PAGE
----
The swordsman’s long hair was tied back behind his noble head. He held his sword aloft in his strong right hand, and with his left he reached behind to something that was no longer there. The water flowed across his handsome face, his firm grim eyes awash with the river’s tears.

They were quiet then. They had become quite comfortable together, these two brave men who until very recently were used to being thought of as youngest and most unprepared.

After a while, Pippin spoke again. “Captain... this place makes you sad. Why did you want to come here?”

The captain hesitated for a moment. “This place… is very important to me. I have many memories that are rooted here, and there is much history that I hoped would not be lost. I thought that there might be a way to rebuild here – to make Osgiliath once more what she had been. I wanted to give her back to Ithilien, to thank Ithilien for all she has given me. But now I have come to accept that some things cannot be remade. And that sometimes it is no bad thing to see the scar that reminds us we are still alive, and healing.” He smiled and sighed. “It is a new world, my friend. I will go to Emyn Arnen and make a new life.

They shared the end of the bread, warmed by the sun almost as if it has just come from the oven, and they smiled and enjoyed the last gifts of the woven basket. Then Pip leaned back and lit his pipe, and Faramir unwrapped a small tablet of bound pages and drew with quick firm lines some sketches of the place where the dome of the stars lay drowned.

Faramir broke the silence next, calmly, with no preamble or explanation. “There is something I never asked you,” he said without looking up from his sketching. "Whatever possessed you to do it?” He did not elaborate, nor did he need to do so.

Pip continued to smoke quietly as he thought and dismissed a dozen reasons that said nothing at all of what the Raven of Ithilien really wanted to know. He tasted his pipe and smelled the river water and in his own mind, he was now far away – a campsite on the banks of the Anduin as they traveled south and where he had sat an early evening watch with a man who had become his friend and was now gone.

Pippin had asked him that night how he could be spared for the journey he had undertaken. He had replied he could not be spared, but that there was no other answer.

“Might not your brother have come?” Pip had inquired. “I thought that he was the dreamer in your family.”

“No Pip,” the warrior had replied. “Faramir could not be sent. You see… I think he believed that I came north in his place to shelter him – or because I felt I was stronger, or perhaps even because I no longer had any hope and could not bear to watch my city fall. But the truth is, I came because I do have hope – or I want to. Many men stand on the line for Gondor’s defense, and they are brave and true. But Faramir’s gifts will be most needed after this terrible shadow. I will be at odds with myself when the war is over, for war is what I know. At home, they call me The Blade of Gondor, but I am a broadsword, swung in her defense. Faramir – he is a sharp knife in a healer’s hand, and I would not take him away from the place where he will be needed.”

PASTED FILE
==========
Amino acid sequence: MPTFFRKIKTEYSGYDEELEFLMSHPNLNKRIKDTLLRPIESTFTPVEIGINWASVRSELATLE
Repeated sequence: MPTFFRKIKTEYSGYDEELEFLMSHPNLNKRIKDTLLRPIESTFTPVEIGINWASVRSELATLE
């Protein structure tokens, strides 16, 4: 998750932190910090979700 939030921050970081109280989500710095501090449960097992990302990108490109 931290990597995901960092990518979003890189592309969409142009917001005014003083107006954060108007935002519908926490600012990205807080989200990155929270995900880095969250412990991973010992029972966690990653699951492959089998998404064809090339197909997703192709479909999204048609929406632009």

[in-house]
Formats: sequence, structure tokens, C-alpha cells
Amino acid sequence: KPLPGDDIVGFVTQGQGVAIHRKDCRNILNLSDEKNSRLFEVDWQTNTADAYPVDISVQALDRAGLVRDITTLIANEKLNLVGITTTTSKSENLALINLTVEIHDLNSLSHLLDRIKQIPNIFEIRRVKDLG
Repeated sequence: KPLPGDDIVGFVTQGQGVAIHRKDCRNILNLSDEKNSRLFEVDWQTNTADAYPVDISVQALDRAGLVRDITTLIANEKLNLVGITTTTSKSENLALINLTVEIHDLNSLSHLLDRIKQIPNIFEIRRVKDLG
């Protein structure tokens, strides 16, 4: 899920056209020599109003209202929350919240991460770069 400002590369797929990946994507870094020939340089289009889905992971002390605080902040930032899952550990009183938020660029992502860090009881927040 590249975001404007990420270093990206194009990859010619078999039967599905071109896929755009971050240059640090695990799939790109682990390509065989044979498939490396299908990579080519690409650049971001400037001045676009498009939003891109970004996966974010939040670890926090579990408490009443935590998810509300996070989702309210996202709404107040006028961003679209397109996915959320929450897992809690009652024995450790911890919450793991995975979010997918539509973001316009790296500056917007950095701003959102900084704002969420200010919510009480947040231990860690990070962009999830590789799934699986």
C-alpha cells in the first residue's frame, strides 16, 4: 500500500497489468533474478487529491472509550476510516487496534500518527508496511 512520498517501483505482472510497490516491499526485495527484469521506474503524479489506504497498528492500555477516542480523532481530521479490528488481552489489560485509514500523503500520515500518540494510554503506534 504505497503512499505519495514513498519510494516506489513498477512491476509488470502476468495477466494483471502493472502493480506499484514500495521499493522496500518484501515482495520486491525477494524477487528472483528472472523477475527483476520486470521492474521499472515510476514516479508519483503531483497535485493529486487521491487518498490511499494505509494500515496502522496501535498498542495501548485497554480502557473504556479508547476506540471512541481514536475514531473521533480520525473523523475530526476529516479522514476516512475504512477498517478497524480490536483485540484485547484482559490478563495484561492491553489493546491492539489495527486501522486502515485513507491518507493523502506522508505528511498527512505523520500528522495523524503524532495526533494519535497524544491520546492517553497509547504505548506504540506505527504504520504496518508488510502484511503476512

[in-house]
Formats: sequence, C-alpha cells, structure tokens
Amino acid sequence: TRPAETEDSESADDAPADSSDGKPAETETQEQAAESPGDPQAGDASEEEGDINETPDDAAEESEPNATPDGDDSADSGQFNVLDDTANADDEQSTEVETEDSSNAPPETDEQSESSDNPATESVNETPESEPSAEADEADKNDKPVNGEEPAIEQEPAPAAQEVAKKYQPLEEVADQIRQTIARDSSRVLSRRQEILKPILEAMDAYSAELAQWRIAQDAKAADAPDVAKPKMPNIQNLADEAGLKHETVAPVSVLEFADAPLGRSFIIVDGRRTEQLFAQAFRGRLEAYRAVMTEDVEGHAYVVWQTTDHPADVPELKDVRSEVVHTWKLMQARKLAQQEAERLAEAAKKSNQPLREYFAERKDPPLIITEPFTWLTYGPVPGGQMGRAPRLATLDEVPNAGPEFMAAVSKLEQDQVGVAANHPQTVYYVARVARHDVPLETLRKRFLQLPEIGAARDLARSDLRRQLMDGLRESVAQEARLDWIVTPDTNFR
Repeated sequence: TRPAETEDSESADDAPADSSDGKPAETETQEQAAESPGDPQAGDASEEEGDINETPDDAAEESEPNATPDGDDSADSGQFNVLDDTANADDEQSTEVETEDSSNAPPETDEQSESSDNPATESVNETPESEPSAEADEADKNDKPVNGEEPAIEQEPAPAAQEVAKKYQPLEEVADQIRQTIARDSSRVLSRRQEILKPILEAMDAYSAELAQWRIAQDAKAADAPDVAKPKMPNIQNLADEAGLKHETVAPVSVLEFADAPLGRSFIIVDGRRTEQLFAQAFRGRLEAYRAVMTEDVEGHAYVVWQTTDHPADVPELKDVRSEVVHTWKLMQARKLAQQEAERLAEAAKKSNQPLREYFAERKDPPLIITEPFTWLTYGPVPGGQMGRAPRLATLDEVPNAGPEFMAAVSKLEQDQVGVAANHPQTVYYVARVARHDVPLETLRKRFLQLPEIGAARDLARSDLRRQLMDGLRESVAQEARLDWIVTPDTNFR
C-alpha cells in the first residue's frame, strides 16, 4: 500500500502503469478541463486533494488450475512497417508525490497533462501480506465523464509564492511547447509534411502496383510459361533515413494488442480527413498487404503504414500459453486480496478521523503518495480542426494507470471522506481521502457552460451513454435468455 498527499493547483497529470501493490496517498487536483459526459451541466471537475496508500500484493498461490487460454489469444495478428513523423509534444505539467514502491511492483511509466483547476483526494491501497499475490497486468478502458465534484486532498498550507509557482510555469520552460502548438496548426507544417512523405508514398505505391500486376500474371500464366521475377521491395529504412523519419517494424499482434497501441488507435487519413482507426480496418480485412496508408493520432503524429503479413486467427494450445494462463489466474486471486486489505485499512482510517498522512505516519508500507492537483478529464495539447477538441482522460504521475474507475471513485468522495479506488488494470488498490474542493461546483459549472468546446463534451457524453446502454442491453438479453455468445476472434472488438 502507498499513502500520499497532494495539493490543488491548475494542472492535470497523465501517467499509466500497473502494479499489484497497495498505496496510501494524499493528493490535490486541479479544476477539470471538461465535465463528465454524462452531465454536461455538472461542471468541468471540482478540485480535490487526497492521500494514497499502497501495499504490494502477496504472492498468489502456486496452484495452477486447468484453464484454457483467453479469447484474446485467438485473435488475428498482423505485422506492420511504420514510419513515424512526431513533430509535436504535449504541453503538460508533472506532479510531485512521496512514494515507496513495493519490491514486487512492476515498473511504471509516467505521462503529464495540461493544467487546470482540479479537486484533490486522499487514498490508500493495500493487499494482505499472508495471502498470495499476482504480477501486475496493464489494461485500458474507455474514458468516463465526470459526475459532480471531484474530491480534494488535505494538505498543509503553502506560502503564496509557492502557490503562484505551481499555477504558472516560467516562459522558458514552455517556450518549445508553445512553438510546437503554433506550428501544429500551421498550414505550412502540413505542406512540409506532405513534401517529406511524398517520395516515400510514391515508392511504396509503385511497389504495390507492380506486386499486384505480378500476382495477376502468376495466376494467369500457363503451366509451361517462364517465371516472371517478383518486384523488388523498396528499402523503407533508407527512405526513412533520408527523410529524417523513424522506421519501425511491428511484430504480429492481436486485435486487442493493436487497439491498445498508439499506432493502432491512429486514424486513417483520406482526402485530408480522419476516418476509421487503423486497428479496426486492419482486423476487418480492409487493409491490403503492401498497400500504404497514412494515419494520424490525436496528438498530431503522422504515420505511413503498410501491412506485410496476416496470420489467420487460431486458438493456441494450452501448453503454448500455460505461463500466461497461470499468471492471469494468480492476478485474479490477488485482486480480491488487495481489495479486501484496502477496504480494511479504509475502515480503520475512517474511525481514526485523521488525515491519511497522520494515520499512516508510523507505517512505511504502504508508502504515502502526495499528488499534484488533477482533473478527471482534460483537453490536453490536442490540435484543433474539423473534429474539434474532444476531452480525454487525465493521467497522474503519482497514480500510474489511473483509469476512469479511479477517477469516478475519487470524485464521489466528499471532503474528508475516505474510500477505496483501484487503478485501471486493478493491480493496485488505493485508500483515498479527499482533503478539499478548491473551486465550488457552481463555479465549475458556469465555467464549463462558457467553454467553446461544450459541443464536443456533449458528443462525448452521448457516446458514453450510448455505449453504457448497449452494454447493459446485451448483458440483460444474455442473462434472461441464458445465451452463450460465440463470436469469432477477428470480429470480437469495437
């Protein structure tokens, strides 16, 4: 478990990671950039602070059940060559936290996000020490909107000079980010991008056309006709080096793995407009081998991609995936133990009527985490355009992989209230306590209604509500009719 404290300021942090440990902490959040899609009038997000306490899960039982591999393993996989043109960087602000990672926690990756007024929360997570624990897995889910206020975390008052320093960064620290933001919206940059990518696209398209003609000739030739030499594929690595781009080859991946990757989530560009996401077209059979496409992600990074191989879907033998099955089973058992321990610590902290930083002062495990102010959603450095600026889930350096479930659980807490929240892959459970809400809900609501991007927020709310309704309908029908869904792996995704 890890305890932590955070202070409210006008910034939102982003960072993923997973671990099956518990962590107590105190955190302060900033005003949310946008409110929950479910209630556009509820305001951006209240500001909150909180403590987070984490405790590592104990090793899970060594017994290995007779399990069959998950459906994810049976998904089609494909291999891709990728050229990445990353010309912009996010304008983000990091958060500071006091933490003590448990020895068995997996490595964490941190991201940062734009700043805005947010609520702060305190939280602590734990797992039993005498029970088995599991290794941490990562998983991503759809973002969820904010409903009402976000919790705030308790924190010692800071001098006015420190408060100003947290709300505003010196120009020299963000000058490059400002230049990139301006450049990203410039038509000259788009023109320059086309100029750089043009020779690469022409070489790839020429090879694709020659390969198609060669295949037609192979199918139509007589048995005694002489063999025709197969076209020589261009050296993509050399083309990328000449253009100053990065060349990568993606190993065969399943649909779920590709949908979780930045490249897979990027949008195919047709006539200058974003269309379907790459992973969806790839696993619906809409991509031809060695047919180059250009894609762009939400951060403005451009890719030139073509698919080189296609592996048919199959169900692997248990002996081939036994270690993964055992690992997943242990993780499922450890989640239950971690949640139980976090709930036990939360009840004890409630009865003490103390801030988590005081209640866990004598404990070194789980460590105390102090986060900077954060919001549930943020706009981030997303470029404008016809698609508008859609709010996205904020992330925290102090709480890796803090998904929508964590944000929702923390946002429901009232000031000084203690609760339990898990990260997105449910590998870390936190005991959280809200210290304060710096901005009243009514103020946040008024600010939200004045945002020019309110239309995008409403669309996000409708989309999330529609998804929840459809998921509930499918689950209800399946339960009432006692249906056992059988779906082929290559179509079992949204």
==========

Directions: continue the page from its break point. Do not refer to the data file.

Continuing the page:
Remembering, Pippin felt a tightness close his throat.

Faramir had said nothing all this time. He had just about decided his friend was not going to answer when Pip took his pipe from his lips and sighed. Later they would speak to each other of many things, but for now, he quietly told Faramir only this: “I could not bear to lose you both.”

Neither looked up or acknowledged for the moment the power in the small exchange.

After a while, Faramir put down his sketching and took two glasses and a bottle from the bottom of the basket and poured them each a glass of wine, a pale shimmering gold color with a taste that itself spoke of cold fresh water and of stars.

“This is the last of my hoard,” he smiled, “the gift of Ithilien. They raised their glasses to each other and drank. “I once thought it might be the last bottle forever. But Ithilien wines will someday be traveling by messenger to you in your home, and remind you that you have planted a vine of friendship in the hills of Emyn Arnen.

As the sun crept down to kiss Anduin goodnight, Faramir packed up their things and Pippin, who could not resist, wandered down to the water’s edge for a last glimpse of the colored tiles that still revealed their stories and their beauty to the eye that took the time to see. Then he and the captain took a last deep breath of the river’s scent in the cool night air and walked companionably back to the rangers camp

Behind them the sun set on the clear water of the river, making the surface gleam. Anduin sang for her cold sweet life and she rushed forward in swirling joy, anxious to kiss the fire of the setting sun.

Illuminated by the glow, the swordsman lay transfigured below the water as he had now for years uncounted. Still he guarded, still he endured as he reached back with longing to grasp the archer’s hand.


When the city of Osgiliath fell, it is bescribed as burning, even though it was a city of stone. We know there was an observatory/planetarium there, under the great dome. And the reason we can see falling stars on earth is because they are burning as they fall....

This is a work of fan fiction, written because the author has an abiding love for the works of J R R Tolkien. The characters, settings, places, and languages used in this work are the property of the Tolkien Estate, Tolkien Enterprises, and possibly New Line Cinema, except for certain original characters who belong to the author of the said work. The author will not receive any money or other remuneration for presenting the work on this archive site. The work is the intellectual property of the author, is available solely for private enjoyment, and may not be copied or redistributed by any means without the explicit written consent of the author.


april 19 2003